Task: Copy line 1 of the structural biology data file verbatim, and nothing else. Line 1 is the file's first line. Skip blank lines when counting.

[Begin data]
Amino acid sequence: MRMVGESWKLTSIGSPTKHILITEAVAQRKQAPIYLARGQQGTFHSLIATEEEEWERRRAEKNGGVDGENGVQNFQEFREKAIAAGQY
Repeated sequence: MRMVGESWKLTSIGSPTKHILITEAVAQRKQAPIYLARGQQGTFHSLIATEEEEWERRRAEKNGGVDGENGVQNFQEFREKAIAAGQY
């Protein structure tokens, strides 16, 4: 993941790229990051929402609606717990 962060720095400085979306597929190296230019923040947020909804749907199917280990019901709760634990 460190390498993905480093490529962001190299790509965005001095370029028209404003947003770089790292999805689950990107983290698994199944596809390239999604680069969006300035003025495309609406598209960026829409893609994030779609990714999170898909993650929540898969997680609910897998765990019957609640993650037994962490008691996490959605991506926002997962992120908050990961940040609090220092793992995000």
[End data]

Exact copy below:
Amino acid sequence: MRMVGESWKLTSIGSPTKHILITEAVAQRKQAPIYLARGQQGTFHSLIATEEEEWERRRAEKNGGVDGENGVQNFQEFREKAIAAGQY